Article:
harmon killebrew 1975 topps

Harmon Killebrew through a 32-year-old’s eyes

3 Comments

Unfortunately, none of us 20- and 30-something bloggers at HardballTalk ever got to see Harmon Killebrew play.  I just remember his all-time name near the top of the all-time home run leaderboard.  Killebrew.

As an avid collector as a youngster in the late-80s, I recall being excited to get his 1975 Topps card.  That colorful set was my favorite of the old-time cards, and while I was in no position to buy the 50s and 60s cards of Hall of Famers, those 70s cards were usually within reason.   

I didn’t realize it at the time, but that was Killebrew’s last baseball card.  Although he played for the Royals in 1975 — the only one of his 22 seasons not spent with the Senators/Twins — Topps didn’t include him in the 1976 set.  I’m guessing he wouldn’t have looked right in the Kansas City uniform anyway.

I’d always imagined Killebrew as the original Mark McGwire: a right-handed-hitting first baseman with huge power and modest averages.  Killebrew led the AL in homers six times and in RBI three times.  He won the MVP award in 1969 for hitting .276 with 49 homers and 140 RBI.

Of course, their builds weren’t at all similar.  But Killebrew also shared another trait in common with McGwire: he walked a ton.  He led the AL four times and he was seventh on the all-time list with 1,559 walks when he retired.  Similar to how he’s fallen from fifth to 11th all-time in homers, he’s now 15th all-time in walks.

His batting average, apparently, was an issue.  Killebrew never hit higher than .288 in a season, and he finished his career at .256.  That, plus the fact that he was viewed as a subpar defender whereever the Twins stashed him, resulted in him waiting four ballots to be elected into the Hall of Fame in Cooperstown.

That fact seems bizarre now.  Killebrew wasn’t an all-or-nothing slugger: he finished in the top 10 in the AL in on-base percentage nine times.  He was incredibly consistent: from 1959-1972, he had an OPS+ of 130 or better every years.   He finished in the top five (but never first or second) in the AL in OPS+ 10 times in a 12-year span (he was right in that same range the other two years, but he was limited to 113 games in 1965 and 100 in 1968).

Killebrew was an 11-time All-Star.  He finished in the top five in MVP balloting six times.  In 1971, he was honored with the Lou Gehrig Memorial Award given to players for integrity on and off the field.

I just wish I had more to offer than the numbers.  By every account, Killebrew is one of the greats off the field as well.  It’s going to be a very sad day when he passes.

Your 2016 Winter Meetings Wrapup

national-harbor
Gaylord National Resort
1 Comment

OXON HILL, MD — The 2016 Winter Meetings are over.  As usual, there was still no shortage of excitement this year. More trades than we’ve seen in the past even if there are still a lot of free agents on the market. Whatever the case, it should make the rest of December a bit less sleepy than it normally is.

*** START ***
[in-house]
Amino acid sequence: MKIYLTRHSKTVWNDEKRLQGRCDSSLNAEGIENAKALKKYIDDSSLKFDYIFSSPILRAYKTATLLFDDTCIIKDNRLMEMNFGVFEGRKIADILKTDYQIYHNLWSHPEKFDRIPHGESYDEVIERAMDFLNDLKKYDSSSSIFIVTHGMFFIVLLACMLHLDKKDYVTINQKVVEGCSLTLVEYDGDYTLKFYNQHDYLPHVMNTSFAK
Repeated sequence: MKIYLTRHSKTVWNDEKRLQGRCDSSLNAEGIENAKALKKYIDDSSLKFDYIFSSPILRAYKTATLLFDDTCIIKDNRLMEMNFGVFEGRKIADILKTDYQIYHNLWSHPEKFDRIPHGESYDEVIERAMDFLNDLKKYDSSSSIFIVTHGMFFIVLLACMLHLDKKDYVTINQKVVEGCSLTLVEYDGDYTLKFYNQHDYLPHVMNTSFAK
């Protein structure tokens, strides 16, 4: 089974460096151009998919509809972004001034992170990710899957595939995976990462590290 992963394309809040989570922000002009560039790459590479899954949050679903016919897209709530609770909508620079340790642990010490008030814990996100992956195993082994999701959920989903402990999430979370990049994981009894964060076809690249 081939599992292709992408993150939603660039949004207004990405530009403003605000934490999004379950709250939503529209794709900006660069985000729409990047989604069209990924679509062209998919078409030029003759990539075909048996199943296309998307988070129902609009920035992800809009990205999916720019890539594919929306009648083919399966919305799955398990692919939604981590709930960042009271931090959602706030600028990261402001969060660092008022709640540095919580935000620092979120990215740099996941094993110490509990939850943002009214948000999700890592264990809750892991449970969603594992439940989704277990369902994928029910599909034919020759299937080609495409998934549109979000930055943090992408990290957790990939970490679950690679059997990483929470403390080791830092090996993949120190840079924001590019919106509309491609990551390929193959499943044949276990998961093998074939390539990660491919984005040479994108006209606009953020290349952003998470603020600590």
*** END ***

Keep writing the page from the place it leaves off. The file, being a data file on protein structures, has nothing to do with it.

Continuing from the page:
Let’s look back at what went down here at National Harbor this week:

Well, that certainly was a lot! I hope our coverage was useful for you as baseball buzzed through its most frantic week of the offseason. And I hope you continue coming back here to keep abreast of everything happening in Major League Baseball.

Now, get me to an airport and back home.

Eighteen players selected in the Rule 5 Draft

rule-5
MLB
8 Comments

OXON HILL, MD — The Rule 5 Draft just went down here at National Harbor. As always, it was the last event of the Winter Meetings. As usual, you likely don’t know most of the players selected in the Draft, even if a couple may make a splash one day in the future.

In all, 18 players were taken in the Major League phase of the Rule 5. Here they are, with the name of the team which selected them:

Round 1
1. Twins:  Miguel Diaz, RHP, Brewers
2. Reds: Luis Torrens, C, Yankees
3. Padres: Allen Cordoba, SS, Cardinals
4. Rays: Kevin Gadea, Mariners
5. Braves: Armando Rivero, RHP, Cubs
6. D-backs: Tyler Jones, RHP, Yankees
7. Brewers: Caleb Smith, LHP, Yankees
8. Angels  Justin Haley,RHP, Red Sox
9. White Sox:  Dylan Covey, RHP, A’s
10. Pirates: Tyler Webb, LHP, Yankees
11. Tigers: Daniel Stumpf, LHP, Royals
12. Orioles: Aneury Tavarez, 2B, Red Sox
13. Blue Jays: Glenn Sparkman, RHP, Royals
14. Red Sox: Josh Rutledge, INF, Rockies
15. Indians: Holby Miller, LHP, Phillies
16. Rangers: Michael Hauschild, RHP, Astros

Round 2
17. Reds:  Stuart Turner, C, Twins
18. Orioles:  Anthony Santander, OF, Indians

For a breakdown of most of these guys and their big league prospects, check this story out at Baseball America. Like I said, you don’t know most of these guys. And, while there have been some notable exceptions in Rule 5 Draft history, most won’t make a splash in the big leagues.

Each player cost their selecting team $100,000. Each player must remain on the 25-man roster of his new club for the entire season or, at the very least, on the disabled list. If he is removed from the 25-man, the team which selected him has to offer him back to his old team for a nominal fee. Sort of like a stocking fee when you return a mattress or something. Many of these guys, of course, will not be returned and, instead, will be stashed on the DL with phantom injuries.

Aren’t transactions grand?